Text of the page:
Rating agency Crisil Ratings on April 1 said its outlook on credit quality remains positive, with upgrades expected to outnumber downgrades even in fiscal 2023.
However, going forward, the credit ratio could moderate for two reasons: one, demand and profitability could soften if commodity prices remain high; and two, winding back of Covid-19 relief measures. Further, with offices reopening and business travel restarting, some of the cost savings of 2020-22 would be eliminated, Crisil said.
“Our credit quality outlook for India Inc remains ‘positive’ even as we expect some moderation in the credit ratio. Persistent inflationary trends can affect both, consumption demand and profitability of firms, which can temper corporate credit quality. Any new Covid-19 variant that dilutes the benefit of vaccination also remains a risk to our credit quality outlook. Nevertheless, deleveraged balance sheets structurally position India Inc. well to navigate these uncertain times,” said Somasekhar Vemuri, Senior Director, Crisil Ratings.
Crisil Ratings’ credit ratio (upgrades to downgrades) increased to 5.04 times in the second half (H2) of fiscal 2022, compared with 2.96 times in the first half (H1), which indicates continuing improvement in the performance of India Inc. Overall, as per Crisil, there were 569 upgrades and 113 downgrades in H2.
"The upgrade rate increased to 15.4 percent in H2 from 12.5 percent in H1, while the downgrade rate declined to 3.1 percent from 4.2 percent in the same period," Crisil said.
The downgrade rate is less than half the nearly 6.5 percent average seen in the past ten half-year periods. The performance comes on the back of a sustained improvement in demand (that lifted the revenues of most sectors to their pre-pandemic levels), secular deleveraging by debt issuers (seen over the past few fiscals and through the pandemic), and proactive relief measures by the government (that cushioned the pandemic blow)," Crisil added.
Subodh Rai, President and Chief Ratings Officer, Crisil Ratings, underscored that demand recovery, nimbleness in managing supply chains, and a tight leash on costs have shored up the median operating profit growth of the upgraded companies by nearly 41 percent in the past two fiscals — more than double the rate for the portfolio.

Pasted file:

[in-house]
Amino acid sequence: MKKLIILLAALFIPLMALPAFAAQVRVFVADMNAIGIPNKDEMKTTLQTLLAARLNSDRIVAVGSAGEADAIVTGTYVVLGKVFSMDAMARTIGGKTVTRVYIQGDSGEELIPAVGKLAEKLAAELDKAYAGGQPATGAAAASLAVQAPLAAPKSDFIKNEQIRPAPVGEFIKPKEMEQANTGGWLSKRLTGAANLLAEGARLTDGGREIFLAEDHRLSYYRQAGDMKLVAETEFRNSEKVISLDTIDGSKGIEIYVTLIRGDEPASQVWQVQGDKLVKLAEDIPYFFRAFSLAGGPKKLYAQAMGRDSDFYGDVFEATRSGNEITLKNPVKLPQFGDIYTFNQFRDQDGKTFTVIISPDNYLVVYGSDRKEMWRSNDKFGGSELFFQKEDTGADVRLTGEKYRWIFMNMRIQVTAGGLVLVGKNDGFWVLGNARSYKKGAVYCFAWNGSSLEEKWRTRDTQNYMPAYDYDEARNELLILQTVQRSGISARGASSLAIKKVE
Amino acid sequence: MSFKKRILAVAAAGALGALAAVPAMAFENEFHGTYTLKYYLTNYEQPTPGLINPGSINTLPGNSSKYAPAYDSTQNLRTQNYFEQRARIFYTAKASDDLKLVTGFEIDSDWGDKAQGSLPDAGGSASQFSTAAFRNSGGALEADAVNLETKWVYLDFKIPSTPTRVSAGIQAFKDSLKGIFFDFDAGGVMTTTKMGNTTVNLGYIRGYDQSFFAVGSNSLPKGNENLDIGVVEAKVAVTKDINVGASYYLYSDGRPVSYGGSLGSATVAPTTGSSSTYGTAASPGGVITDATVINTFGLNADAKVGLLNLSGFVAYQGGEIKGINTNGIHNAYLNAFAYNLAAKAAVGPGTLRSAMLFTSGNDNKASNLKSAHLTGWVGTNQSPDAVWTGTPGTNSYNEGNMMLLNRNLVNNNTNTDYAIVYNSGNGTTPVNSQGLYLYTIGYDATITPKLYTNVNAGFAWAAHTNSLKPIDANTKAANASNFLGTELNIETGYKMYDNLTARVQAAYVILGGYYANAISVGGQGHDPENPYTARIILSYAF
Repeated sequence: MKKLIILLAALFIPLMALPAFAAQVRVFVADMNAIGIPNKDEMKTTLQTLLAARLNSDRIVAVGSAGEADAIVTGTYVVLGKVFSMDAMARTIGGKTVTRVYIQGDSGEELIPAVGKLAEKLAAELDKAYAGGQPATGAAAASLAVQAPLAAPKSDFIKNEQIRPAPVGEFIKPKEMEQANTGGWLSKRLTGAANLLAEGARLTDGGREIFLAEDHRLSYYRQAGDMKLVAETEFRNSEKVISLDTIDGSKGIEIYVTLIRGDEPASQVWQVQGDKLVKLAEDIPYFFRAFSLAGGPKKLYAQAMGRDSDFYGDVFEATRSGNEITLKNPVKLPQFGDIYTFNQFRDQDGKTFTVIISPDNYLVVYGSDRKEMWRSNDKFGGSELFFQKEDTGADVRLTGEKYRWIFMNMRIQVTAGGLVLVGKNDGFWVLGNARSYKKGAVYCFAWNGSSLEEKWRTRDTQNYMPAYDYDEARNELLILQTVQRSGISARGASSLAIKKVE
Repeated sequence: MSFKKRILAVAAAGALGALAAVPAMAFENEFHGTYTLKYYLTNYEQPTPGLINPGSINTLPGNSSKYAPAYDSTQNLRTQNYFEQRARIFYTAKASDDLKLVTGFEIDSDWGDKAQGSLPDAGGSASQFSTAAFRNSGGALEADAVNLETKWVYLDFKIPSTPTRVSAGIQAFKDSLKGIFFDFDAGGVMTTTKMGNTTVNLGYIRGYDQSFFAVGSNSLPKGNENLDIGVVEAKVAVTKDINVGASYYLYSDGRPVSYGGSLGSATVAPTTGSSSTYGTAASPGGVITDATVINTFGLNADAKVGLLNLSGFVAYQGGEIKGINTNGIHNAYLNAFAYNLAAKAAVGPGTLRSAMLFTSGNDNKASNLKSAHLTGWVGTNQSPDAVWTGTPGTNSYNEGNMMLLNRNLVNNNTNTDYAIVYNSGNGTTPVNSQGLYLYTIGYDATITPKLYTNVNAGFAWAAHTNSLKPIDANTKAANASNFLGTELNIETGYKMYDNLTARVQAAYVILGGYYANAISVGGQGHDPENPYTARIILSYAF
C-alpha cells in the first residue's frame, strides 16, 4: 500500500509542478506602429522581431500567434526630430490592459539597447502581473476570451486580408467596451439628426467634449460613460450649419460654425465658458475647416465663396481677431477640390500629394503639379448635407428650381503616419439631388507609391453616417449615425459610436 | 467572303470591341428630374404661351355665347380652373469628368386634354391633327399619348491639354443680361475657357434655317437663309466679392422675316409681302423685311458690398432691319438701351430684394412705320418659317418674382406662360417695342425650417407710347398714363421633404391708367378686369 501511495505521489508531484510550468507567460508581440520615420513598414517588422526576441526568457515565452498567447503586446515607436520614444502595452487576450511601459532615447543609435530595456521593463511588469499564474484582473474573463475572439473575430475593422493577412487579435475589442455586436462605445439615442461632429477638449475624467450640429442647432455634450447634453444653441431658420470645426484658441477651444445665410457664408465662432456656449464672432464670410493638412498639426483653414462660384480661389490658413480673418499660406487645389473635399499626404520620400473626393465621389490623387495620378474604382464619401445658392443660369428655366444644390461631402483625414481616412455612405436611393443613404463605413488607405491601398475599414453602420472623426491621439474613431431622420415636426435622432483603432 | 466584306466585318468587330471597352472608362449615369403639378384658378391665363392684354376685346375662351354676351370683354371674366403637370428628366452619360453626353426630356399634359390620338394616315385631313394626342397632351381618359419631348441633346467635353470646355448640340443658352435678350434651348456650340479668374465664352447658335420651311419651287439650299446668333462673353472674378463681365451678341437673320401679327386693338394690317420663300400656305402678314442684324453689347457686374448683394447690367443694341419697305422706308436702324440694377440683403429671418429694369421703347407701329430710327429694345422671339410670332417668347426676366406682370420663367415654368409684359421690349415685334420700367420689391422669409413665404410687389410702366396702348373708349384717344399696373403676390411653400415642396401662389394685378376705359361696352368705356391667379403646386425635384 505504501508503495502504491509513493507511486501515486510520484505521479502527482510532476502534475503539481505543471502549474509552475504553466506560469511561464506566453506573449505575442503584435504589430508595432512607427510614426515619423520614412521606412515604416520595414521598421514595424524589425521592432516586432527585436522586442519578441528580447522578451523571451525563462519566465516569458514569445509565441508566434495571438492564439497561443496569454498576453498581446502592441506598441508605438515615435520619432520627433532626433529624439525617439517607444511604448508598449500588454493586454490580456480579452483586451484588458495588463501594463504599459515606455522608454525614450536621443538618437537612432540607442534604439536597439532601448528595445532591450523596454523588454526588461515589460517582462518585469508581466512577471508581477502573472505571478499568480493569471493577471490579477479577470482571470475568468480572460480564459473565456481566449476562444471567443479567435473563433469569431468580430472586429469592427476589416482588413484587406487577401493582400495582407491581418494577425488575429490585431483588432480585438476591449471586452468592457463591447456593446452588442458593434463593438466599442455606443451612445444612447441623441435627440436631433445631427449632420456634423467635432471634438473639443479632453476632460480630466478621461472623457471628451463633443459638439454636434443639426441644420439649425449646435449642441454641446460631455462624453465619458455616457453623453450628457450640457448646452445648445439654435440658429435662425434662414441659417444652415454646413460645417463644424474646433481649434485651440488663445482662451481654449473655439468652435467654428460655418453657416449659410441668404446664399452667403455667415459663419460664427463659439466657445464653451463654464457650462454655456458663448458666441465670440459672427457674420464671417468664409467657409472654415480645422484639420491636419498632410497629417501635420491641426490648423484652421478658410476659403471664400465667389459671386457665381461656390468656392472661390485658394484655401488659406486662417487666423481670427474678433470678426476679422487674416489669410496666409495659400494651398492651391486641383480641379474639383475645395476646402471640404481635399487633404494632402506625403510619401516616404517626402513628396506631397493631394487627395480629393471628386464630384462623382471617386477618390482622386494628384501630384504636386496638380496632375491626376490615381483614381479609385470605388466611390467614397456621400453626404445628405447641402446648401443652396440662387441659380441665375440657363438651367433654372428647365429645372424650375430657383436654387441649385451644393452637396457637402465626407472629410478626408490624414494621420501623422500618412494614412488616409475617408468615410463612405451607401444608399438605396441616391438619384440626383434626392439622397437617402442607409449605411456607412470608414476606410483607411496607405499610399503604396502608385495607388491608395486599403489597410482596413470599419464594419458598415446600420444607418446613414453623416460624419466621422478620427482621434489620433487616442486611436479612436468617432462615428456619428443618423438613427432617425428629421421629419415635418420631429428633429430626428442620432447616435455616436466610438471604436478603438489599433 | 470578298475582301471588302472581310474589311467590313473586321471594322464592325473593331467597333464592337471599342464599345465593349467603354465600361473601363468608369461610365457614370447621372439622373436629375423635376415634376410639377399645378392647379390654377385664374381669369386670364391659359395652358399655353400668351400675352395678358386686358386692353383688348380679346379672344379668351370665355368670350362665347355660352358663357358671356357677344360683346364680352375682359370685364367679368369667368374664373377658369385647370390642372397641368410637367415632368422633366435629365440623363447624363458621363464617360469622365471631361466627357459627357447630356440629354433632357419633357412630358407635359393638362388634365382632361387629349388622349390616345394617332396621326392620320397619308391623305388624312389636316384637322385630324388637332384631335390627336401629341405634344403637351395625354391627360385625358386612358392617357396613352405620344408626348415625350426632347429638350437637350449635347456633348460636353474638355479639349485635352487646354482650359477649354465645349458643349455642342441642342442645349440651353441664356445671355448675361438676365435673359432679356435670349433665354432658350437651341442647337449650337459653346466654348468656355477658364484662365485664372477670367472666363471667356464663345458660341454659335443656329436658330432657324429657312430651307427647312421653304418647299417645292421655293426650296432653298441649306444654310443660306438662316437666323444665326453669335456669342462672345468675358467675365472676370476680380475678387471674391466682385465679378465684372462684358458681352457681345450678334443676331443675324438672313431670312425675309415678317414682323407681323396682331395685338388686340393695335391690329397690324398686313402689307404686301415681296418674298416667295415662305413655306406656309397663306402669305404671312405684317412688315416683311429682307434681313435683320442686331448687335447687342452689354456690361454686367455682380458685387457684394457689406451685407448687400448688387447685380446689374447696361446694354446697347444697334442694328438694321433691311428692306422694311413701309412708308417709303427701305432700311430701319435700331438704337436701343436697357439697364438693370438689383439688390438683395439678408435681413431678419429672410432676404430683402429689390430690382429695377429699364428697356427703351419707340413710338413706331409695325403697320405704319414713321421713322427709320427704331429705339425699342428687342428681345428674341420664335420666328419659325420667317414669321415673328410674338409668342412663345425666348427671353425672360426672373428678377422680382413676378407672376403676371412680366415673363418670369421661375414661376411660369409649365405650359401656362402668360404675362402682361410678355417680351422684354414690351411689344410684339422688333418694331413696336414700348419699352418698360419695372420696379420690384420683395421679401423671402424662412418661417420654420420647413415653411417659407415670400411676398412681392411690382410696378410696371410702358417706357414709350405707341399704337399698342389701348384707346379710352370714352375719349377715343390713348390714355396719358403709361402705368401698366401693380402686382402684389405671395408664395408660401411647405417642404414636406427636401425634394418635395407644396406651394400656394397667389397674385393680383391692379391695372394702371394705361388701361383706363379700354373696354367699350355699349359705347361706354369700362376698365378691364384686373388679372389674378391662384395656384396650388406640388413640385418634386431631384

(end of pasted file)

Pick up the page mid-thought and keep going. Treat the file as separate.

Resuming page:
The rated companies have continued to deleverage, as underscored by the median gearing, which is estimated to have declined to nearly 0.55 times as of end-fiscal 2022, compared with nearly one time five years back, said Rai.
Crisil said it conducted a study based on its ‘Corporate Credit Health Framework’, which analyses the credit quality outlook of the top 40 sectors (by revenue), accounting for over 70 percent of its rated debt (excluding the financial sector). This framework looks at the strength of the balance sheet, improvement in operating cash flows in fiscal 2023 over fiscal 2022, and vulnerability to the Russia-Ukraine conflict.
Crisil found that 15 sectors (nearly 16 percent of rated debt) are in the ‘most buoyant’ bucket with favourable operating cash flows and robust balance sheets. These include pharmaceuticals, healthcare, IT, specialty chemicals, auto components, and electric components.
Moreover, the remaining 25 sectors are expected to see a favourable trend in only one of the two parameters — operating cash flows or balance sheet — and have a positive to neutral credit quality outlook, though the buoyancy may be tempered. Some of these sectors, including FMCG, edible oils, and power, benefit from being essential goods and services, Crisil said.
Among others, sectors such as textiles benefit from higher demand for exports, while construction, and pipe and pipe fittings benefit from government spending on infrastructure. Interestingly, no sector studied seems to be facing an unfavourable trend in terms of operating cash flow and balance sheet strength in fiscal 2023, Crisil added.
The rating agency pointed out that the ongoing Russia-Ukraine conflict and the consequent surge in commodity prices can turn sectors such as diamond polishers, agrochemicals and ceramics vulnerable if supply-side challenges continue for long. Oil and gas marketing companies may see their operating profit decline due to delays in retail fuel price increases, but their credit profiles will continue to benefit from government support.
Financial sector companies are expected to have a ‘stable’ credit quality outlook, with credit growth at both, banks and non-banks trending upwards to 11-12 percent and 8-10 percent, respectively, in fiscal 2023, Crisil said.
Overall, asset quality is likely to improve for both banks and non-banks as the uptick in economic activity would support the cash flows of borrowers. Banks will also benefit from a reduction in corporate non-performing assets (NPAs), while non-banks will get a respite owing to the deferral of the stringent NPA recognition norms by the Reserve Bank of India. However, the performance of the micro, small and medium enterprises (MSME), the unsecured loan segments, and the restructured portfolios bears watching at both banks and non-banks, Crisil said.